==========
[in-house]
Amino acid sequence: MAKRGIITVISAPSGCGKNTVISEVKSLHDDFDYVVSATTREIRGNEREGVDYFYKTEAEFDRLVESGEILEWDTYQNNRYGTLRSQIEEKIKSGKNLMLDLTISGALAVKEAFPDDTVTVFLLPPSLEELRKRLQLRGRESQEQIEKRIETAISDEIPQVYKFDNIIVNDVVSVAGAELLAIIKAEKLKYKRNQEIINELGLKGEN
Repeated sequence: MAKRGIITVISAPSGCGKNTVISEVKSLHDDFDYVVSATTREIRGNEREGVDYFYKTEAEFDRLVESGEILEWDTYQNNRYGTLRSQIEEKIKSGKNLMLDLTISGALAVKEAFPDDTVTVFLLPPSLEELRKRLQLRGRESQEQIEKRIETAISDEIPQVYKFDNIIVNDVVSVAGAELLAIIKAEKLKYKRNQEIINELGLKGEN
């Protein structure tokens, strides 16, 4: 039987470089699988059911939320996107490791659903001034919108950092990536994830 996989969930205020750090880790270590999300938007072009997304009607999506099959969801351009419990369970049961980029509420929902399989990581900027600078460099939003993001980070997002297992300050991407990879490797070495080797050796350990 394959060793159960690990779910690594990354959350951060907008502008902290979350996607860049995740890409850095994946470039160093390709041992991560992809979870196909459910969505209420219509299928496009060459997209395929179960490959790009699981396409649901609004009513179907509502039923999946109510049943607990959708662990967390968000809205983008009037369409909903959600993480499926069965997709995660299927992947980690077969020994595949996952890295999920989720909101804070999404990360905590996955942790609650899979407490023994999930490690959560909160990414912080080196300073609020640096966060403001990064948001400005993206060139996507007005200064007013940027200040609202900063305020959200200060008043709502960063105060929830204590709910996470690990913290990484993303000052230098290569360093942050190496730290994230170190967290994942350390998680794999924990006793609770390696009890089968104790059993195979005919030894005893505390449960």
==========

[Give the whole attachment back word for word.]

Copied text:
[in-house]
Amino acid sequence: MAKRGIITVISAPSGCGKNTVISEVKSLHDDFDYVVSATTREIRGNEREGVDYFYKTEAEFDRLVESGEILEWDTYQNNRYGTLRSQIEEKIKSGKNLMLDLTISGALAVKEAFPDDTVTVFLLPPSLEELRKRLQLRGRESQEQIEKRIETAISDEIPQVYKFDNIIVNDVVSVAGAELLAIIKAEKLKYKRNQEIINELGLKGEN
Repeated sequence: MAKRGIITVISAPSGCGKNTVISEVKSLHDDFDYVVSATTREIRGNEREGVDYFYKTEAEFDRLVESGEILEWDTYQNNRYGTLRSQIEEKIKSGKNLMLDLTISGALAVKEAFPDDTVTVFLLPPSLEELRKRLQLRGRESQEQIEKRIETAISDEIPQVYKFDNIIVNDVVSVAGAELLAIIKAEKLKYKRNQEIINELGLKGEN
């Protein structure tokens, strides 16, 4: 039987470089699988059911939320996107490791659903001034919108950092990536994830 996989969930205020750090880790270590999300938007072009997304009607999506099959969801351009419990369970049961980029509420929902399989990581900027600078460099939003993001980070997002297992300050991407990879490797070495080797050796350990 394959060793159960690990779910690594990354959350951060907008502008902290979350996607860049995740890409850095994946470039160093390709041992991560992809979870196909459910969505209420219509299928496009060459997209395929179960490959790009699981396409649901609004009513179907509502039923999946109510049943607990959708662990967390968000809205983008009037369409909903959600993480499926069965997709995660299927992947980690077969020994595949996952890295999920989720909101804070999404990360905590996955942790609650899979407490023994999930490690959560909160990414912080080196300073609020640096966060403001990064948001400005993206060139996507007005200064007013940027200040609202900063305020959200200060008043709502960063105060929830204590709910996470690990913290990484993303000052230098290569360093942050190496730290994230170190967290994942350390998680794999924990006793609770390696009890089968104790059993195979005919030894005893505390449960």